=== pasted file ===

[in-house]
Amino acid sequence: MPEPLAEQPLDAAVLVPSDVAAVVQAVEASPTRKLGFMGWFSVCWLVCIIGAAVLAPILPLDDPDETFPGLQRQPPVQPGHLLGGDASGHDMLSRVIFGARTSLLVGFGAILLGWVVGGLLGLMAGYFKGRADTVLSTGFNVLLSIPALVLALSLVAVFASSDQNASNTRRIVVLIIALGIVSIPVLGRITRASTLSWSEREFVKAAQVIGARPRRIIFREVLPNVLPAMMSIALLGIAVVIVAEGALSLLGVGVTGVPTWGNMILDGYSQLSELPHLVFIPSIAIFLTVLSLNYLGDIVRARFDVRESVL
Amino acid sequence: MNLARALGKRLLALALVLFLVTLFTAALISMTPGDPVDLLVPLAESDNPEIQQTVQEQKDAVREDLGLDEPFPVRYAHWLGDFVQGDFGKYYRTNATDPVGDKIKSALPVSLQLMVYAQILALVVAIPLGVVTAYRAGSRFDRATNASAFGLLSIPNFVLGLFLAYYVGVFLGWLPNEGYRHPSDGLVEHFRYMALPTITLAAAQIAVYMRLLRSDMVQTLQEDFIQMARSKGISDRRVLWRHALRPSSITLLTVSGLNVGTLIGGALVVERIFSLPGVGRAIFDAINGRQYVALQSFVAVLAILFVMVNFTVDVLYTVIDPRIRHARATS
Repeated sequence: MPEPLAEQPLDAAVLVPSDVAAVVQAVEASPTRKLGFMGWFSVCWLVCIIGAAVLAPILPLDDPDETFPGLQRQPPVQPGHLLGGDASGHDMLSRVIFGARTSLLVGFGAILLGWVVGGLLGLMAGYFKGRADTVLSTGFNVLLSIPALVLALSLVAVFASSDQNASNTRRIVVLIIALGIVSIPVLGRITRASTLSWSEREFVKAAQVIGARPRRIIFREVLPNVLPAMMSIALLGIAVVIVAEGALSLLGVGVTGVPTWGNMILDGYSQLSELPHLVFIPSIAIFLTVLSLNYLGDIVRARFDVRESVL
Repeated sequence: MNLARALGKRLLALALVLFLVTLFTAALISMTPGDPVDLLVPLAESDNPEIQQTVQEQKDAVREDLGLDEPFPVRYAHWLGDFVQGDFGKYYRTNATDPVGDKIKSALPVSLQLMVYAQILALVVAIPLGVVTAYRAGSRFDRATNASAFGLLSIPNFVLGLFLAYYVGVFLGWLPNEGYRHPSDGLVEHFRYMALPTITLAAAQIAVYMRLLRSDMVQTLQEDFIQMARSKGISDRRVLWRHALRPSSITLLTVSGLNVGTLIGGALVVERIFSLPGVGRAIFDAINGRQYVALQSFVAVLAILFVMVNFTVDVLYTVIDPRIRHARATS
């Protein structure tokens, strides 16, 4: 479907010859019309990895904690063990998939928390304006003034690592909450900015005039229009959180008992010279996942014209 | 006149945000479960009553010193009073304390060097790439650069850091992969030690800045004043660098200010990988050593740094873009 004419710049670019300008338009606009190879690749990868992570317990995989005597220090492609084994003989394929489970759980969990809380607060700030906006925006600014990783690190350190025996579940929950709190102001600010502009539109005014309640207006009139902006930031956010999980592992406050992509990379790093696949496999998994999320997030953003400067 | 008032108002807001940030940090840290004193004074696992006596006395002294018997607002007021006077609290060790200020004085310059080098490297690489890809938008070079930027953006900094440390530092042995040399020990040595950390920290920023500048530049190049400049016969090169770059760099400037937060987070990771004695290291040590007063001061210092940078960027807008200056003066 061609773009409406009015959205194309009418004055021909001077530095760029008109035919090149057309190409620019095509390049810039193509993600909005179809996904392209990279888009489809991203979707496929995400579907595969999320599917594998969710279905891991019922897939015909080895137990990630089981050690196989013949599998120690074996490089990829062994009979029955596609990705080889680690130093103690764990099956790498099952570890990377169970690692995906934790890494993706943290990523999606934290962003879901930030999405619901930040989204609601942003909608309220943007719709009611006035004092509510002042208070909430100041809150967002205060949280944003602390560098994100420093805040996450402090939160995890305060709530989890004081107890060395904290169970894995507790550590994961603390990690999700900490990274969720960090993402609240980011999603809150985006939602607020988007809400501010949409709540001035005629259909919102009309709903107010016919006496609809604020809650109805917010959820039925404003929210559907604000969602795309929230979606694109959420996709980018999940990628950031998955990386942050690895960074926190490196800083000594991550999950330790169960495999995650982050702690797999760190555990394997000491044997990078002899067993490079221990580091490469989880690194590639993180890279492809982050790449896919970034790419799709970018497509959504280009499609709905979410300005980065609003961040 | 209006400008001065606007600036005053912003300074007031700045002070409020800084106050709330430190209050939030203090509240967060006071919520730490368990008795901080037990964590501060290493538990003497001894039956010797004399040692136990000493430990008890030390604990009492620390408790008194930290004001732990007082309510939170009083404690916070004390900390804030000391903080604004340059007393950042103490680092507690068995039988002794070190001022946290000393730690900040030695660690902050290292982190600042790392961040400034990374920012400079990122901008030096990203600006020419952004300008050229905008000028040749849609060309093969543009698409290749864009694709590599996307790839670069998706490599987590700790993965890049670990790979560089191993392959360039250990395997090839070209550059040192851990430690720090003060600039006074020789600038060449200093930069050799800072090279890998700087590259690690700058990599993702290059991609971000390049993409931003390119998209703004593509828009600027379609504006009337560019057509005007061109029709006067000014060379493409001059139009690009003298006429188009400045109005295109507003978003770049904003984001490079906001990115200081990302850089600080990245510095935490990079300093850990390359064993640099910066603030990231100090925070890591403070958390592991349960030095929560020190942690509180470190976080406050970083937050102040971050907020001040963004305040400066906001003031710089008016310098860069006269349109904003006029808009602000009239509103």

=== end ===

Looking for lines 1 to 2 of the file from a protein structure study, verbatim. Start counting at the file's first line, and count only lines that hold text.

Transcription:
[in-house]
Amino acid sequence: MPEPLAEQPLDAAVLVPSDVAAVVQAVEASPTRKLGFMGWFSVCWLVCIIGAAVLAPILPLDDPDETFPGLQRQPPVQPGHLLGGDASGHDMLSRVIFGARTSLLVGFGAILLGWVVGGLLGLMAGYFKGRADTVLSTGFNVLLSIPALVLALSLVAVFASSDQNASNTRRIVVLIIALGIVSIPVLGRITRASTLSWSEREFVKAAQVIGARPRRIIFREVLPNVLPAMMSIALLGIAVVIVAEGALSLLGVGVTGVPTWGNMILDGYSQLSELPHLVFIPSIAIFLTVLSLNYLGDIVRARFDVRESVL